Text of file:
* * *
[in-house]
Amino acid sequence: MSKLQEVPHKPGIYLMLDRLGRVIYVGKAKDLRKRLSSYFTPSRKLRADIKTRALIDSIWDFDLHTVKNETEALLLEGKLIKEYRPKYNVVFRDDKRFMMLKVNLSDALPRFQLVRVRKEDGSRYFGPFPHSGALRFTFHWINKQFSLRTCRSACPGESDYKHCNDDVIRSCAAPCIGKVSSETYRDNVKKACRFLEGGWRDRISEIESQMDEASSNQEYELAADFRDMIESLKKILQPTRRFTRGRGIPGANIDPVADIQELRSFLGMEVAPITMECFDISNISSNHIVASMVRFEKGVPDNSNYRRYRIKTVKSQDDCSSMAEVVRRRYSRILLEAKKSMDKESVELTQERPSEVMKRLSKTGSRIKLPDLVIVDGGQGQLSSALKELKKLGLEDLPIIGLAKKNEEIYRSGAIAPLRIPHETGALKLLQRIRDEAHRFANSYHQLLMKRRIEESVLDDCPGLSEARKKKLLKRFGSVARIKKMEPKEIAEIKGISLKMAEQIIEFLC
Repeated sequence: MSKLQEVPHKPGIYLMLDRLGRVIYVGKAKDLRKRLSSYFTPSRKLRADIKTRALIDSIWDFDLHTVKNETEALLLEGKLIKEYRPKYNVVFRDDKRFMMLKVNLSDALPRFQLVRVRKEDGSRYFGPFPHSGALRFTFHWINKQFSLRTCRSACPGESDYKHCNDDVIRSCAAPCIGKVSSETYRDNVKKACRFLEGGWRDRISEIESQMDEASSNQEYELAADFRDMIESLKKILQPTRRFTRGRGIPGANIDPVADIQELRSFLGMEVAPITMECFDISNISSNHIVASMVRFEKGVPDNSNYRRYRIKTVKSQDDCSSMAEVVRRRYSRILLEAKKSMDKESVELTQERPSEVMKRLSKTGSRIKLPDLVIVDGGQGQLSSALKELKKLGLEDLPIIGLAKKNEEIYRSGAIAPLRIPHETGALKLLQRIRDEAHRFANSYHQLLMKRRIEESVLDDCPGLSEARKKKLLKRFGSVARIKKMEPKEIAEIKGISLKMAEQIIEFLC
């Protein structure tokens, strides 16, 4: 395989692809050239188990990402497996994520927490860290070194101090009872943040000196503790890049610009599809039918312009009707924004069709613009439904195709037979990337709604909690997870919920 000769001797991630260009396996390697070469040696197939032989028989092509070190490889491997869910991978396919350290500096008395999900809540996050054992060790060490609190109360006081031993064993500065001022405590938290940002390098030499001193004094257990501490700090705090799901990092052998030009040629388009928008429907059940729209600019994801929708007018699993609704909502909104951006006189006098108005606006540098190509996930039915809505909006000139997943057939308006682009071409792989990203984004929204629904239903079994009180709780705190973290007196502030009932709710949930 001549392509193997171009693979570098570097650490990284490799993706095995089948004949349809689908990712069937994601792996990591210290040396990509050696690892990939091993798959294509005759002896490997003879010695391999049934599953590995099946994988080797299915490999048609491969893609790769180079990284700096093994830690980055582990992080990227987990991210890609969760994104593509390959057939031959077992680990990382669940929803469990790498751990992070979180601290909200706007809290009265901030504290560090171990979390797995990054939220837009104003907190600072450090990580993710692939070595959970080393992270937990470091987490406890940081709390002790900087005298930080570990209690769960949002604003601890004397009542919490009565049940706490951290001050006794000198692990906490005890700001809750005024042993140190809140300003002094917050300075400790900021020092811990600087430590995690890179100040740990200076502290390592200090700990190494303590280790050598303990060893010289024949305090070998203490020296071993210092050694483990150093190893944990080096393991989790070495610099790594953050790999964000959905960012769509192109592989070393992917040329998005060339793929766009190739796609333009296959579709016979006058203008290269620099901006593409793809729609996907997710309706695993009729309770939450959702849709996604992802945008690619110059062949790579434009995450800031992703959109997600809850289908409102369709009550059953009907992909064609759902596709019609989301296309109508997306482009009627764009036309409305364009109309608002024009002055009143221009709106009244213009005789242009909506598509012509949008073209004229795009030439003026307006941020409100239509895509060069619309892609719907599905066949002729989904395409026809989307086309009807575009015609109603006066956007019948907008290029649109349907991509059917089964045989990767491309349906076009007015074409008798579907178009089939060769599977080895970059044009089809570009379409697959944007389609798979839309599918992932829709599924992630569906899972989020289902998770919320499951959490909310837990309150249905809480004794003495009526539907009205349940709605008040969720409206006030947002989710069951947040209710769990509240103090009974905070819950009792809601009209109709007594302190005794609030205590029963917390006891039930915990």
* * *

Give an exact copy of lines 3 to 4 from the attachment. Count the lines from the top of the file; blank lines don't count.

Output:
Repeated sequence: MSKLQEVPHKPGIYLMLDRLGRVIYVGKAKDLRKRLSSYFTPSRKLRADIKTRALIDSIWDFDLHTVKNETEALLLEGKLIKEYRPKYNVVFRDDKRFMMLKVNLSDALPRFQLVRVRKEDGSRYFGPFPHSGALRFTFHWINKQFSLRTCRSACPGESDYKHCNDDVIRSCAAPCIGKVSSETYRDNVKKACRFLEGGWRDRISEIESQMDEASSNQEYELAADFRDMIESLKKILQPTRRFTRGRGIPGANIDPVADIQELRSFLGMEVAPITMECFDISNISSNHIVASMVRFEKGVPDNSNYRRYRIKTVKSQDDCSSMAEVVRRRYSRILLEAKKSMDKESVELTQERPSEVMKRLSKTGSRIKLPDLVIVDGGQGQLSSALKELKKLGLEDLPIIGLAKKNEEIYRSGAIAPLRIPHETGALKLLQRIRDEAHRFANSYHQLLMKRRIEESVLDDCPGLSEARKKKLLKRFGSVARIKKMEPKEIAEIKGISLKMAEQIIEFLC
């Protein structure tokens, strides 16, 4: 395989692809050239188990990402497996994520927490860290070194101090009872943040000196503790890049610009599809039918312009009707924004069709613009439904195709037979990337709604909690997870919920 000769001797991630260009396996390697070469040696197939032989028989092509070190490889491997869910991978396919350290500096008395999900809540996050054992060790060490609190109360006081031993064993500065001022405590938290940002390098030499001193004094257990501490700090705090799901990092052998030009040629388009928008429907059940729209600019994801929708007018699993609704909502909104951006006189006098108005606006540098190509996930039915809505909006000139997943057939308006682009071409792989990203984004929204629904239903079994009180709780705190973290007196502030009932709710949930 001549392509193997171009693979570098570097650490990284490799993706095995089948004949349809689908990712069937994601792996990591210290040396990509050696690892990939091993798959294509005759002896490997003879010695391999049934599953590995099946994988080797299915490999048609491969893609790769180079990284700096093994830690980055582990992080990227987990991210890609969760994104593509390959057939031959077992680990990382669940929803469990790498751990992070979180601290909200706007809290009265901030504290560090171990979390797995990054939220837009104003907190600072450090990580993710692939070595959970080393992270937990470091987490406890940081709390002790900087005298930080570990209690769960949002604003601890004397009542919490009565049940706490951290001050006794000198692990906490005890700001809750005024042993140190809140300003002094917050300075400790900021020092811990600087430590995690890179100040740990200076502290390592200090700990190494303590280790050598303990060893010289024949305090070998203490020296071993210092050694483990150093190893944990080096393991989790070495610099790594953050790999964000959905960012769509192109592989070393992917040329998005060339793929766009190739796609333009296959579709016979006058203008290269620099901006593409793809729609996907997710309706695993009729309770939450959702849709996604992802945008690619110059062949790579434009995450800031992703959109997600809850289908409102369709009550059953009907992909064609759902596709019609989301296309109508997306482009009627764009036309409305364009109309608002024009002055009143221009709106009244213009005789242009909506598509012509949008073209004229795009030439003026307006941020409100239509895509060069619309892609719907599905066949002729989904395409026809989307086309009807575009015609109603006066956007019948907008290029649109349907991509059917089964045989990767491309349906076009007015074409008798579907178009089939060769599977080895970059044009089809570009379409697959944007389609798979839309599918992932829709599924992630569906899972989020289902998770919320499951959490909310837990309150249905809480004794003495009526539907009205349940709605008040969720409206006030947002989710069951947040209710769990509240103090009974905070819950009792809601009209109709007594302190005794609030205590029963917390006891039930915990």